Wednesday, November 29, 2023

Bloodywood “We want to make music that carries a message and makes a difference”

Bloodywood is a multi-genre band that fuses traditional Indian folk music with heavy metal and rock. The band was formed in 2013 by Karan Katiyar, who plays the guitar and sings lead vocals. They are also composed of Jayant Bhadula on vocals and growls, Roul Kerr rapping as well as various touring members. The band’s unique sound has garnered them a huge following across India and beyond. Their music is heavily influenced by their cultural roots and they often incorporate elements of Bollywood music into their songs.

At Academy Manchester, RAMzine’s Dale Unsworth (Lamestream Lydia) had a brief chat with Bloodywood’s Raoul Kerr, delving into the band’s message and their take on nu-metal.


RAMzine: I wouldn’t say you guys are political but then again, the type of music you make and the people you are… make it political?

Raoul: Yes. We are a political band as in we are social… what happened was that all of us wanted to make music that carried a message and music that could make a difference. We just never talked about it to each other. And when we had the opportunity to do ‘Ari Ari’, the decision was to interpret it as “despite our differences, we are on”. ‘Ari Ari’ is, for all intents and purposes, the Indian version of “OI!” it’s just a chant, it doesn’t mean anything. But “there are many eggs in the key” also means we share one life. But then, we decided to call it “despite our differences, We are one” and interpreted it that way.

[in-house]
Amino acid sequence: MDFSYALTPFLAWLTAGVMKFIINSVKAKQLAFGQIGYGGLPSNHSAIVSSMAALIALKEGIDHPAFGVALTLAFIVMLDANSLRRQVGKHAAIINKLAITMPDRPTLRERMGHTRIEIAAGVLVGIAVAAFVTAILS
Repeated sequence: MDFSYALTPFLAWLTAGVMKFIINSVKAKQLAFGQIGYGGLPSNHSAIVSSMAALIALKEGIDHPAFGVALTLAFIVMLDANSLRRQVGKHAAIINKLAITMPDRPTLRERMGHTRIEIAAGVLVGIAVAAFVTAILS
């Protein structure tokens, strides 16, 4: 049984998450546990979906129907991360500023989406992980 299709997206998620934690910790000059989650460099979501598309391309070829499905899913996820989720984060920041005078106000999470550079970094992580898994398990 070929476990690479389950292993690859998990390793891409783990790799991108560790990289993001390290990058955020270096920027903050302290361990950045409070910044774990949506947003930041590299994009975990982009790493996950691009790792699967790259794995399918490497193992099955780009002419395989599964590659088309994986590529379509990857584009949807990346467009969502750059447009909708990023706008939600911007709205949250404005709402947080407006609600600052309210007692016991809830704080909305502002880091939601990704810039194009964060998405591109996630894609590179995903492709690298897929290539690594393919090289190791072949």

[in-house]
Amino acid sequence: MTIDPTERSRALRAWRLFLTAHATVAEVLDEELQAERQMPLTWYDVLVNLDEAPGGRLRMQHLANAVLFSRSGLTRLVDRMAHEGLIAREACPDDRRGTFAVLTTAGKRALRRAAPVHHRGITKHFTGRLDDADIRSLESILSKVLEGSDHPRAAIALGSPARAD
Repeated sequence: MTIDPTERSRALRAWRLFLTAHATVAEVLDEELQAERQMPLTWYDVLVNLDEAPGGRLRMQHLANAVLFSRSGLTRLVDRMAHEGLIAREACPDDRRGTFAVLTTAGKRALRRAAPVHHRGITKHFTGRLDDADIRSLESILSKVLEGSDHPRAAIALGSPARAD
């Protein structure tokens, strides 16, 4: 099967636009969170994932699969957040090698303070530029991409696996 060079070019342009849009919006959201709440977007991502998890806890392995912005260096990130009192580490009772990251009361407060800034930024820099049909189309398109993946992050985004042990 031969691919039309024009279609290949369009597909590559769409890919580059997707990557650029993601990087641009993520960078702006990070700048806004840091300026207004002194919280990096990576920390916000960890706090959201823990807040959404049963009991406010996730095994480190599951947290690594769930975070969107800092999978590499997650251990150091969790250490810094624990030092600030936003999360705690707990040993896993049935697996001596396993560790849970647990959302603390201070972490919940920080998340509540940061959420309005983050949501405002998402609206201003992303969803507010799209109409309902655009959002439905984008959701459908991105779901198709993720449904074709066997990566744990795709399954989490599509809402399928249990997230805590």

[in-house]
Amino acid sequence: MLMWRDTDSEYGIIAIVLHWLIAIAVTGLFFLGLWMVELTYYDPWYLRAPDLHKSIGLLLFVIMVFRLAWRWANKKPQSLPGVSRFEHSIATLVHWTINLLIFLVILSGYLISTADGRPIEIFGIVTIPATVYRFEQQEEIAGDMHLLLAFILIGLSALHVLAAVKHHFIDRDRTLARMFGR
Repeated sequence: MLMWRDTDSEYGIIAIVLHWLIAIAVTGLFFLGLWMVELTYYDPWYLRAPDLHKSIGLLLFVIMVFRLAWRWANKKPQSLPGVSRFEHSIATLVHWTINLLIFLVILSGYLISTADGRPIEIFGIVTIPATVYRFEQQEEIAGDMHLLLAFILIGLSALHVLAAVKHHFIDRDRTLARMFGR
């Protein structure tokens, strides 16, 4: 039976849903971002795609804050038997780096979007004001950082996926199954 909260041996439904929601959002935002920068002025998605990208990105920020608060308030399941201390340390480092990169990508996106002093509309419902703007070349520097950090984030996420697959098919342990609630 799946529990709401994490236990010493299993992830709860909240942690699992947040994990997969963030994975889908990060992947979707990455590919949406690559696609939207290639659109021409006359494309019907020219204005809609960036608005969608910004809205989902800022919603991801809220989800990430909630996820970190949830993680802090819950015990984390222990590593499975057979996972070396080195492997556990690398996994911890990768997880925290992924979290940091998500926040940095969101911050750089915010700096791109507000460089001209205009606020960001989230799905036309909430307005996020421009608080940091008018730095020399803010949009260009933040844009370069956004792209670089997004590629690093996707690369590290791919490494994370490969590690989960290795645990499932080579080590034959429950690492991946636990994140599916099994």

It was just so natural the way it happened, withhout even talking about it before, we were like “Yeah, f*ck yeah, let’s do it this way”. 

Then we followed with ‘Jee Veeray’, which obviously talks about mental health and battling depression. And it’s the perfect combination. It’s being able to make a difference and make a difference to the world, maybe change the world, and make kickass music at the same time, and it’s everything we want to do with our lives. So, yeah it was a very natural progression [for us].

RAMzine: Musically speaking, your band falls into the nu-metal category. A younger audience may view this genre as ‘cool’ by those but it was actually quite unpopular in the late 90s and early 2000s due to its controversial nature. Rap enthusiasts felt that nu-metal was too metal while metal fans didn’t appreciate the rap elements. Essentially, nu-metal became an “othering” genre.

Raoul: Yeah I feel you, I get that. The thing is, that’s where I think I agree and disagree with you both. Because I’d say it’s the genre, people love to hate or hate to love, because it’s both. Because when you think of Limp Bizkit, no one epitomises it more than them in the sense where they got lots of sh*t publicly from within the music community, in the metal community, as well as the rest of the world. But at the same time, they also have one of the biggest fan bases ever, their success was crazy during the early 2000s. So you know, there’s one thing to just hate someone, but the point is, there are so many people who love them too, myself included. I mean, I may not be into it for the lyrics and what they’re talking about, but the music and the energy is undeniable. And also in defence of Limp Bizkit, when you hear the cover of ‘Behind Blue Eyes’, I guess it’s more Fred Durst than Limp Bizkit, it really does speak to the depth of the person, like people are just trashing on and stuff it’s like, dude, this guy’s way more than this dude who’s just fucking around. And even Linkin Park, would you include Linkin Park in that category?


RAMzne: Just to clarify that we love nu-metal here! Linkin Park was initially categorized as such, but the genre evolved into a more experimental form without any specific label. Some people tend to be fixated on categorizing and naming genres. I’m surprised that Indian Folk Metal isn’t included in your genre description, even though to an extent it is.